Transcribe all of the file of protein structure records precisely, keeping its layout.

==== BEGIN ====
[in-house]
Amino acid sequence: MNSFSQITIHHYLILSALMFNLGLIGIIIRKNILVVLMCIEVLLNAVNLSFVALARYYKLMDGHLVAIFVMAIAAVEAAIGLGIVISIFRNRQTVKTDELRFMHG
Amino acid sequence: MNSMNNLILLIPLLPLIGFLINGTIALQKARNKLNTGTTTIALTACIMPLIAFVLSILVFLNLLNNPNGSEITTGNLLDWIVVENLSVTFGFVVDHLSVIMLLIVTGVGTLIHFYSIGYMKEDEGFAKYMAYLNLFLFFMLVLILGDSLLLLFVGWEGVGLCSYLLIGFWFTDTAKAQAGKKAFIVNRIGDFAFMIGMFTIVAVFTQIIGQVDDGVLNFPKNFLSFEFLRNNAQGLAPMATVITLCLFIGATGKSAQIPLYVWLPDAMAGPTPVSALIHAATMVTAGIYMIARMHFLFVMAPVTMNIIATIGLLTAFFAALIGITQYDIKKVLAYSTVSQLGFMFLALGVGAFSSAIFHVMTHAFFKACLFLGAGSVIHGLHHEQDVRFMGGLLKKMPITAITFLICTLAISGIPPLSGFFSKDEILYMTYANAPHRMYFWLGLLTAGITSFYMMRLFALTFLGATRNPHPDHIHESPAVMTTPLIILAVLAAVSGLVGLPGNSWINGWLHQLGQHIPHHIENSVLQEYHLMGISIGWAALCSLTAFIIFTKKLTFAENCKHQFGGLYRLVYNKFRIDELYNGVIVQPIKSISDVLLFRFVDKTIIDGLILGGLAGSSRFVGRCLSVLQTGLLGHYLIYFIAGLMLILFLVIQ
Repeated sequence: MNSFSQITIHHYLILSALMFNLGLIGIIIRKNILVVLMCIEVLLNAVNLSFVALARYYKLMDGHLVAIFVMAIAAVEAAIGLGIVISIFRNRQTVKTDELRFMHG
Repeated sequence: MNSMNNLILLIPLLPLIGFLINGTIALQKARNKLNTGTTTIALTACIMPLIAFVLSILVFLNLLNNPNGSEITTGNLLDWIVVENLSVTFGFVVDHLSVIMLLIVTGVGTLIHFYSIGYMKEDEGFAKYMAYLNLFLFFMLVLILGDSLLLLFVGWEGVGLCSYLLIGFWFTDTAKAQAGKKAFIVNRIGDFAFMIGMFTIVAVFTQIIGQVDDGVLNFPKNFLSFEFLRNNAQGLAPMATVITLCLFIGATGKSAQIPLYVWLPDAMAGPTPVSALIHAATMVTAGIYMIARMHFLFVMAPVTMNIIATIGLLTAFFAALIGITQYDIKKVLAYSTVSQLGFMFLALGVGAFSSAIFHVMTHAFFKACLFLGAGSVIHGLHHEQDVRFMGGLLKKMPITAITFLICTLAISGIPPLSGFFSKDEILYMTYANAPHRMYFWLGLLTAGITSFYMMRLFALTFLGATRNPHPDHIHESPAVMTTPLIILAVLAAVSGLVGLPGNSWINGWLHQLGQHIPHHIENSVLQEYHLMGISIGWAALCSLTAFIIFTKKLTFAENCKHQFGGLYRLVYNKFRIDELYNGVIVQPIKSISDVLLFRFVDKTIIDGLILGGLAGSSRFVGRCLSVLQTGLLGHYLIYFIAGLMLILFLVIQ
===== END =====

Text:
[in-house]
Amino acid sequence: MNSFSQITIHHYLILSALMFNLGLIGIIIRKNILVVLMCIEVLLNAVNLSFVALARYYKLMDGHLVAIFVMAIAAVEAAIGLGIVISIFRNRQTVKTDELRFMHG
Amino acid sequence: MNSMNNLILLIPLLPLIGFLINGTIALQKARNKLNTGTTTIALTACIMPLIAFVLSILVFLNLLNNPNGSEITTGNLLDWIVVENLSVTFGFVVDHLSVIMLLIVTGVGTLIHFYSIGYMKEDEGFAKYMAYLNLFLFFMLVLILGDSLLLLFVGWEGVGLCSYLLIGFWFTDTAKAQAGKKAFIVNRIGDFAFMIGMFTIVAVFTQIIGQVDDGVLNFPKNFLSFEFLRNNAQGLAPMATVITLCLFIGATGKSAQIPLYVWLPDAMAGPTPVSALIHAATMVTAGIYMIARMHFLFVMAPVTMNIIATIGLLTAFFAALIGITQYDIKKVLAYSTVSQLGFMFLALGVGAFSSAIFHVMTHAFFKACLFLGAGSVIHGLHHEQDVRFMGGLLKKMPITAITFLICTLAISGIPPLSGFFSKDEILYMTYANAPHRMYFWLGLLTAGITSFYMMRLFALTFLGATRNPHPDHIHESPAVMTTPLIILAVLAAVSGLVGLPGNSWINGWLHQLGQHIPHHIENSVLQEYHLMGISIGWAALCSLTAFIIFTKKLTFAENCKHQFGGLYRLVYNKFRIDELYNGVIVQPIKSISDVLLFRFVDKTIIDGLILGGLAGSSRFVGRCLSVLQTGLLGHYLIYFIAGLMLILFLVIQ
Repeated sequence: MNSFSQITIHHYLILSALMFNLGLIGIIIRKNILVVLMCIEVLLNAVNLSFVALARYYKLMDGHLVAIFVMAIAAVEAAIGLGIVISIFRNRQTVKTDELRFMHG
Repeated sequence: MNSMNNLILLIPLLPLIGFLINGTIALQKARNKLNTGTTTIALTACIMPLIAFVLSILVFLNLLNNPNGSEITTGNLLDWIVVENLSVTFGFVVDHLSVIMLLIVTGVGTLIHFYSIGYMKEDEGFAKYMAYLNLFLFFMLVLILGDSLLLLFVGWEGVGLCSYLLIGFWFTDTAKAQAGKKAFIVNRIGDFAFMIGMFTIVAVFTQIIGQVDDGVLNFPKNFLSFEFLRNNAQGLAPMATVITLCLFIGATGKSAQIPLYVWLPDAMAGPTPVSALIHAATMVTAGIYMIARMHFLFVMAPVTMNIIATIGLLTAFFAALIGITQYDIKKVLAYSTVSQLGFMFLALGVGAFSSAIFHVMTHAFFKACLFLGAGSVIHGLHHEQDVRFMGGLLKKMPITAITFLICTLAISGIPPLSGFFSKDEILYMTYANAPHRMYFWLGLLTAGITSFYMMRLFALTFLGATRNPHPDHIHESPAVMTTPLIILAVLAAVSGLVGLPGNSWINGWLHQLGQHIPHHIENSVLQEYHLMGISIGWAALCSLTAFIIFTKKLTFAENCKHQFGGLYRLVYNKFRIDELYNGVIVQPIKSISDVLLFRFVDKTIIDGLILGGLAGSSRFVGRCLSVLQTGLLGHYLIYFIAGLMLILFLVIQ